Updated 9:30 a.m. Sunday-- Scores of demonstrators filled the Great Hall at Denver International Airport on Saturday afternoon, adding to a wave of pro-refugee protests that broke out at airports around the country.
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President Donald Trump issued an executive order on Friday that temporarily bars refugees and citizens of seven predominantly Muslim countries -- Iraq, Iran, Libya, Somalia, Sudan, Syria and Yemen -- from entering the United States.
Standing in the main terminal where people wait for travelers arriving by train from the airport's concourses Saturday, the protesters sang "Refugees are welcome here," some holding signs declaring their identity — such as Jew or Christian — and the phrase "I come in peace."
DIA requires any such gathering to get a permit, which this demonstration did not have. A little before 6 p.m., organizers urged the crowd to disperse and avoid arrest.
One organizer, Amal Kassir, told The Associated Press the group was there to welcome a traveler named Omar from the East Coast. Some people chanted "Welcome home Omar."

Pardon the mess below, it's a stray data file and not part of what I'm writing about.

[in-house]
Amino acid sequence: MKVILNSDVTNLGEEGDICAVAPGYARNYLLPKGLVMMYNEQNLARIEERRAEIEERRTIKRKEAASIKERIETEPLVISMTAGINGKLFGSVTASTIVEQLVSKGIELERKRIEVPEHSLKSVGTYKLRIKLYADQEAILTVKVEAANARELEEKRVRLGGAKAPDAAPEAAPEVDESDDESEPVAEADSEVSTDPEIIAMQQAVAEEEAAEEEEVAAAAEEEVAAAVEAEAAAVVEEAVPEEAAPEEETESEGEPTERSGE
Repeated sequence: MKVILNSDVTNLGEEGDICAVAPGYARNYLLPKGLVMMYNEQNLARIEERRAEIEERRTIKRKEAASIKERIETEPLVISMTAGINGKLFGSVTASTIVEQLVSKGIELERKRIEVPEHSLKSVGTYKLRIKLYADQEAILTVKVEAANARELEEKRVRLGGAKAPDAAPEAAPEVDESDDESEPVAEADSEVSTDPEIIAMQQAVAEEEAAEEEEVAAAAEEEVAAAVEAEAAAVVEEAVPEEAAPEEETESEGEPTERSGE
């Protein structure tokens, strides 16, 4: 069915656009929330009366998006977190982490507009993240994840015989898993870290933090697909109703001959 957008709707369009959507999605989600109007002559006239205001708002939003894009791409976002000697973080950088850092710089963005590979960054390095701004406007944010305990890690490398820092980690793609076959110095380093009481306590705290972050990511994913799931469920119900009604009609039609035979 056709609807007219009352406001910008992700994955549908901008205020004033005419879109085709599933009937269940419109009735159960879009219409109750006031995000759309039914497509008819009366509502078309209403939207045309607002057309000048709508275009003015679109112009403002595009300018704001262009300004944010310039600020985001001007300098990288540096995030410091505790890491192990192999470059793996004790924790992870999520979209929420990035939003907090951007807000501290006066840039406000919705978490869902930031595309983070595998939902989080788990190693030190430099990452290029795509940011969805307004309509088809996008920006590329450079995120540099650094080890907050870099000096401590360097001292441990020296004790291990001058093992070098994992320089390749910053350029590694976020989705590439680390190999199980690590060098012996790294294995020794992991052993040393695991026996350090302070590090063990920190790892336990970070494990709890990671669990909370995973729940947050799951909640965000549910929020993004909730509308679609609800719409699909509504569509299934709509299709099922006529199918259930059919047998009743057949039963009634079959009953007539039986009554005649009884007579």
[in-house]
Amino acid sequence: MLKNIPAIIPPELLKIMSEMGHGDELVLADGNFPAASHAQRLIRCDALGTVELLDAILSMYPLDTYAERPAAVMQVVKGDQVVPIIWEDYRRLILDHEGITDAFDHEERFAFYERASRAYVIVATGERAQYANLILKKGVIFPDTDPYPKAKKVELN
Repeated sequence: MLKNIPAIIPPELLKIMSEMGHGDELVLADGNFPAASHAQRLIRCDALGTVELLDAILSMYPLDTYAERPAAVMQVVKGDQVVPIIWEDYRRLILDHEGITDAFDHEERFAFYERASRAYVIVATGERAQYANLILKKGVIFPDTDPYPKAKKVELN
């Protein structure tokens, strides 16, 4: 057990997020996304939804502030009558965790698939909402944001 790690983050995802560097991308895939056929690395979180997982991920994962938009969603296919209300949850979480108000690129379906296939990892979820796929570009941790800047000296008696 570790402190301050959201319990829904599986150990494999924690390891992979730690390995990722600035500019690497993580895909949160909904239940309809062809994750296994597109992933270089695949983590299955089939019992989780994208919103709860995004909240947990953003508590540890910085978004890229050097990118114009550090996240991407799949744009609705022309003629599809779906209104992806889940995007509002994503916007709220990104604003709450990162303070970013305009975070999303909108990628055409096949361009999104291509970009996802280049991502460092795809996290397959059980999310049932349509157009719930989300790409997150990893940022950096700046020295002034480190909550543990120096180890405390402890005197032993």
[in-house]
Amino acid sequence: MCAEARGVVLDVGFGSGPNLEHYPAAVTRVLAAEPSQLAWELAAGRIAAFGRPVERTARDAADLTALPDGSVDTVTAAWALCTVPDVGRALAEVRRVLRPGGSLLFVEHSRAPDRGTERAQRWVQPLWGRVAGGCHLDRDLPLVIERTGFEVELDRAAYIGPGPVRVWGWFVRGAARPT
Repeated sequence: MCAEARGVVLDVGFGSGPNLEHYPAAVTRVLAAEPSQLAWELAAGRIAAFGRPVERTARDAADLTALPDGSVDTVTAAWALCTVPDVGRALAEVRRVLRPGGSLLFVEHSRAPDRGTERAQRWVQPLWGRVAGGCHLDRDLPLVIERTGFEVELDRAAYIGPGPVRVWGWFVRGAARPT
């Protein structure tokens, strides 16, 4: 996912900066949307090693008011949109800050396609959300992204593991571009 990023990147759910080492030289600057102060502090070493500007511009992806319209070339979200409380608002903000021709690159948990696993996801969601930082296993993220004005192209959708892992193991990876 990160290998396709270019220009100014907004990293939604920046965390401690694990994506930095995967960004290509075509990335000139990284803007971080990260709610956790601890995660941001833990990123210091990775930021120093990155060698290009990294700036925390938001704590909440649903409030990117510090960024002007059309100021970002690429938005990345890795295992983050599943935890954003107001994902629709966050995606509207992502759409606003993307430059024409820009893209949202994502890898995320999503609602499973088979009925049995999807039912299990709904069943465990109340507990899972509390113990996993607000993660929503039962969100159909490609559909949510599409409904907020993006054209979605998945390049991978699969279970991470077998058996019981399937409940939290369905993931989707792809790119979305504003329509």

"It was sort of like the women's march last week. It just felt good that we were doing something," said Nancy Elkind, an immigration attorney at the protest. "At least I felt not helpless."
Immigration lawyers answered a call Saturday morning on Facebook to head out to the airport, and “there was a huge response,” Elkind. They talked about the need for legal assistance, interpreters and even a social worker at the airport. In the end the Facebook post led about 15-20 Colorado immigration lawyer and associates to head to DIA.
“We figured out which international flights were coming on, and when. We were most concerned about a British Airways flight from London and a Lufthansa flight from Frankfurt,” she said. “We weren’t exactly sure what we were going to accomplish. We let Customs and Border Protection — CBP — know we were there.”
Denver has some direct international flights but it's not clear whether anyone has been detained under the president's executive order barring the entry of citizens from the seven nations. Elkind said she spoke with family members at the airport and discovered there would be travelers from Iran and Syria aboard the Lufthansa flight. None were allowed to call attorneys but they were allowed to call relatives.
The New York Times has posted the text of Trump’s executive order here. NPR posted a statement from the State Department that says, in part, "If you are a citizen of one of these countries, please do not schedule a visa appointment or pay any visa fees at this time. If you already have an appointment scheduled, please DO NOT ATTEND. You will not be permitted entry to the Embassy/Consulate."
The Associated Press and NPR contributed to this story.